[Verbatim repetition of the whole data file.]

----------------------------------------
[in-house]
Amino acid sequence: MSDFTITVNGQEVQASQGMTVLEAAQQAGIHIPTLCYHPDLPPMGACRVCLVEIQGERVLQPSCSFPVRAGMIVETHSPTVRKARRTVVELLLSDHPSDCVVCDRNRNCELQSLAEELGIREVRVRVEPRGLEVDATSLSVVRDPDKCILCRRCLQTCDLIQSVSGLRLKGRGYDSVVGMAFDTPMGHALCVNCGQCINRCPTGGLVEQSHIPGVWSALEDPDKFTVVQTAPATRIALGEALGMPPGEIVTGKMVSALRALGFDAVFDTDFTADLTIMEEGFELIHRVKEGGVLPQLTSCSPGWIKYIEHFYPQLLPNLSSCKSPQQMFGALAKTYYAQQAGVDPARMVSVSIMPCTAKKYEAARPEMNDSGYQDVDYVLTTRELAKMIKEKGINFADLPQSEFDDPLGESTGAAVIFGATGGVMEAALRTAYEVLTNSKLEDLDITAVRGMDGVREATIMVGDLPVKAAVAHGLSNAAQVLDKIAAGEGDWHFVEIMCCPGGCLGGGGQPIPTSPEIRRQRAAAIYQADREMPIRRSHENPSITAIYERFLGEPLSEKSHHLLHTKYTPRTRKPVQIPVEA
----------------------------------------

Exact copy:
[in-house]
Amino acid sequence: MSDFTITVNGQEVQASQGMTVLEAAQQAGIHIPTLCYHPDLPPMGACRVCLVEIQGERVLQPSCSFPVRAGMIVETHSPTVRKARRTVVELLLSDHPSDCVVCDRNRNCELQSLAEELGIREVRVRVEPRGLEVDATSLSVVRDPDKCILCRRCLQTCDLIQSVSGLRLKGRGYDSVVGMAFDTPMGHALCVNCGQCINRCPTGGLVEQSHIPGVWSALEDPDKFTVVQTAPATRIALGEALGMPPGEIVTGKMVSALRALGFDAVFDTDFTADLTIMEEGFELIHRVKEGGVLPQLTSCSPGWIKYIEHFYPQLLPNLSSCKSPQQMFGALAKTYYAQQAGVDPARMVSVSIMPCTAKKYEAARPEMNDSGYQDVDYVLTTRELAKMIKEKGINFADLPQSEFDDPLGESTGAAVIFGATGGVMEAALRTAYEVLTNSKLEDLDITAVRGMDGVREATIMVGDLPVKAAVAHGLSNAAQVLDKIAAGEGDWHFVEIMCCPGGCLGGGGQPIPTSPEIRRQRAAAIYQADREMPIRRSHENPSITAIYERFLGEPLSEKSHHLLHTKYTPRTRKPVQIPVEA